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Anti-Bias Education for Young Children and Ourselves, by Louise Derman-Sparks and Julie Olsen Edwards, provides practical guidance to confronting and eliminating barriers of prejudice, misinformation, and bias. Most importantly, the book includes tips for helping staff and children respect each other, themselves and all people. Individual chapters focus on culture and language, racial identity, gender identity, economic class, family structures,different abilities, holidays, and more.
NAEYC has compiled some key information from the book and related resources and self-reflective exercises for teachers as you think about anti-bias in your everyday work as educators.
Early childhood educators have deep faith in the principle that all people deserve the opportunities and resources to fulfill their complete humanity. Moreover, we have a unique role in making this principle real, in promoting all children’s chances to thrive and to succeed in school, in work, and in life. A basic principle in early childhood work is that when educators treat children as if they are strong, intelligent, and kind, children are far more likely to behave in strong, intelligent, kind ways. They are more likely to learn and thrive and succeed. Read more from Chapter 1 of Anti-Bias Education for Young Children and Ourselves.
The Four Core Goals of Anti-Bias Education
Goal 1: Each child will demonstrate self-awareness, confidence, family pride, and positive social identities.
Goal 2: Each child will express comfort and joy with human diversity; accurate language for human differences; and deep, caring human connections.
Goal 3: Each child will increasingly recognize unfairness, have language to describe unfairness, and understand that unfairness hurts.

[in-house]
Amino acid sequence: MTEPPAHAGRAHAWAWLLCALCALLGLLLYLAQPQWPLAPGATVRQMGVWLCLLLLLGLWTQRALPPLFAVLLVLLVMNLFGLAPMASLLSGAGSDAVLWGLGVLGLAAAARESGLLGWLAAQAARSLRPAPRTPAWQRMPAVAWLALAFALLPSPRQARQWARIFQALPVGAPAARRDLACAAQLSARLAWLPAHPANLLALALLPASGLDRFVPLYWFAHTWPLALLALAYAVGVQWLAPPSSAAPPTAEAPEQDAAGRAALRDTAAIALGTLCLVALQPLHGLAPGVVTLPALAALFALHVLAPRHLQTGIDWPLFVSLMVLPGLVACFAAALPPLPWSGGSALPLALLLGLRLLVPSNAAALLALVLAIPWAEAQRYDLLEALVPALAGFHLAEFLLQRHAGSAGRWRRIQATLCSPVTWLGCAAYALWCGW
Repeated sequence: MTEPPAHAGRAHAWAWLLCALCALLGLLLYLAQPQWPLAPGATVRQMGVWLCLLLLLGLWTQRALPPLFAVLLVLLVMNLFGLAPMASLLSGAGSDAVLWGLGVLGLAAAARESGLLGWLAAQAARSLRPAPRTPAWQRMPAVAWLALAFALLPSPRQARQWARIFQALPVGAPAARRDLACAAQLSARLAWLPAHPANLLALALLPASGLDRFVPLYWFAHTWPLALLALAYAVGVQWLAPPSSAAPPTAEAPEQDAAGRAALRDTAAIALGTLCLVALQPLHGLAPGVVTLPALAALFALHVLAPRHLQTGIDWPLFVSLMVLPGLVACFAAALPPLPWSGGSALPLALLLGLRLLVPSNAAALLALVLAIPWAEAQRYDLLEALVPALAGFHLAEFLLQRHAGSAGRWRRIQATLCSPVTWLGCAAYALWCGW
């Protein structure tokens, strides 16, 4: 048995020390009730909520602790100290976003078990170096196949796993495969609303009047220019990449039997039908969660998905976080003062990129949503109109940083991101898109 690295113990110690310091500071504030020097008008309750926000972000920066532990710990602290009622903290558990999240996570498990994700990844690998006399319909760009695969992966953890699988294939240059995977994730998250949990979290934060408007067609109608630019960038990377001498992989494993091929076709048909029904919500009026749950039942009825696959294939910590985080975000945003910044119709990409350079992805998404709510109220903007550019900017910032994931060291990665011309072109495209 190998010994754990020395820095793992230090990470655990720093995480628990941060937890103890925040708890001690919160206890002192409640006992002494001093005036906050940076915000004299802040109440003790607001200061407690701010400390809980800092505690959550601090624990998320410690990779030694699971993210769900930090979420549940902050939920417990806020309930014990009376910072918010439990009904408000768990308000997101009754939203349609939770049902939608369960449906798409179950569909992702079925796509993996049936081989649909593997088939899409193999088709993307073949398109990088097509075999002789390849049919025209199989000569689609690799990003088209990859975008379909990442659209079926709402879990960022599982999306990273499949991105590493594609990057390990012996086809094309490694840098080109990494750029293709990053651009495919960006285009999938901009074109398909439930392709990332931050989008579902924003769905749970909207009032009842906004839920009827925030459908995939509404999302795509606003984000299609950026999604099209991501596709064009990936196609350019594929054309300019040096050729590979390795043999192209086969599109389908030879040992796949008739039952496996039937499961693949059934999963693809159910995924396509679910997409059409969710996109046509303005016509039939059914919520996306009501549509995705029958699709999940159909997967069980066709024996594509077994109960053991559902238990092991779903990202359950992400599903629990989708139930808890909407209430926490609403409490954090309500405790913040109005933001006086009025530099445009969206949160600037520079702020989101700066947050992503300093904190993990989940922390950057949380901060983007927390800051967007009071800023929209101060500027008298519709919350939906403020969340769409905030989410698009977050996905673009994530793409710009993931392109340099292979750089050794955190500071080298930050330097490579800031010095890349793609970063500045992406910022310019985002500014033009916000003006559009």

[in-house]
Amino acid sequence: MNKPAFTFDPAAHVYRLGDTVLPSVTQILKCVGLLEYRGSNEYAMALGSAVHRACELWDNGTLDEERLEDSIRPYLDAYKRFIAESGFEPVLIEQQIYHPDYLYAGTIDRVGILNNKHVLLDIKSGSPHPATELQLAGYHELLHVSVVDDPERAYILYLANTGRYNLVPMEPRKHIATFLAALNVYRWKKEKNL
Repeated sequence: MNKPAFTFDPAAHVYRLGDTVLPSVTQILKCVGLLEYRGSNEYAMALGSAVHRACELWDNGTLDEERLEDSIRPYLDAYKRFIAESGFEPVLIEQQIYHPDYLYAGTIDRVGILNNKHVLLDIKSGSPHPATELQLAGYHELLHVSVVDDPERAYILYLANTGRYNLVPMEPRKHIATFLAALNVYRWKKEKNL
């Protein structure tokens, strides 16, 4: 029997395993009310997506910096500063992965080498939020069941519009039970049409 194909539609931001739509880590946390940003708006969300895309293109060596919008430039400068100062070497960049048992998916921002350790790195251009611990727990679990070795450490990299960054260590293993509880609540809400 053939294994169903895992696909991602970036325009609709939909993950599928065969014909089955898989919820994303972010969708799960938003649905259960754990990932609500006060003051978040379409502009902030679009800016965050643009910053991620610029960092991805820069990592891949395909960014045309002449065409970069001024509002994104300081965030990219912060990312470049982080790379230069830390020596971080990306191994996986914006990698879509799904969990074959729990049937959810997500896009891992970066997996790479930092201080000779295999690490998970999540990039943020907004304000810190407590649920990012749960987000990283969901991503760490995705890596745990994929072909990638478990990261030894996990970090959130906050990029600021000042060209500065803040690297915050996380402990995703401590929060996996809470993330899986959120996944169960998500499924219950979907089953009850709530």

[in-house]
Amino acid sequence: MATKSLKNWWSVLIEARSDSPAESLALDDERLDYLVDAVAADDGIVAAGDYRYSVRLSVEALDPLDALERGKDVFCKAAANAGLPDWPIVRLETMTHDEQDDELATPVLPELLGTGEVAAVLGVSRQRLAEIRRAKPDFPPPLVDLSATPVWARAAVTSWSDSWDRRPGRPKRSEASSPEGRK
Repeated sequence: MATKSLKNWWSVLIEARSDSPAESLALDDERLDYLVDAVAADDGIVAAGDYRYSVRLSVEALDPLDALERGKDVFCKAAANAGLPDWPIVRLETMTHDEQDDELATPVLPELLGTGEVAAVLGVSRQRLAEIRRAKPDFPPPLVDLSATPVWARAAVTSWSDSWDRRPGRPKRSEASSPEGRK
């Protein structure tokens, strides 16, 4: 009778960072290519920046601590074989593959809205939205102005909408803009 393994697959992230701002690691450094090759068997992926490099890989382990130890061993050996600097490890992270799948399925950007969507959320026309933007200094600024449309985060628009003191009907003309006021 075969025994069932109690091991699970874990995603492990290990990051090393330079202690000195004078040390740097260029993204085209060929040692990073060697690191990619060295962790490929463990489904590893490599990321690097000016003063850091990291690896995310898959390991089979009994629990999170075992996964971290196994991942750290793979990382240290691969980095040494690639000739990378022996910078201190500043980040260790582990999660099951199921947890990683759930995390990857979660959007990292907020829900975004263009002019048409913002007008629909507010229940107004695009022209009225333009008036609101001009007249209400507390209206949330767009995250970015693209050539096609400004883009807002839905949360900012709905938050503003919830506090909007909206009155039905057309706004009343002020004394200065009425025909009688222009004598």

Goal 4: Each child will demonstrate empowerment and the skills to act, with others or alone, against prejudice and/or discriminatory actions.
The Vision of Anti-Bias Education
The heart of anti-bias work is a vision of a world in which all children are able to blossom, and each child’s particular abilities and gifts are able to flourish. In this world:
- All children and families have a sense of belonging and experience affirmation of their identities and cultural ways of being.
- All children have access to and participate in the education they need to become successful, contributing members of society.
- The educational process engages all members of the program or school in joyful learning.
- Children and adults know how to respectfully and easily live, learn, and work together in diverse and inclusive environments.
- All families have the resources they need to fully nurture their children.
- All children and families live in safe, peaceful, healthy, comfortable housing and neighborhoods.
This vision of anti-bias education also reflects the basic human rights described in the United Nations (1989) Declaration of the Rights of the Child:
- The right to survival.
- The right to develop to the fullest.
- The right to protection from harmful influences, abuse, and/or exploitation.
- The right to participate fully in family, cultural, and social life.
In order for children to receive all these rights, their society, their families, and those responsible for their care and education must work to provide everything that each child needs to flourish. A worldwide community of educators shares the vision toward which anti-bias education strives. They adapt its goals and principles to the needs of children and families in their specific contexts.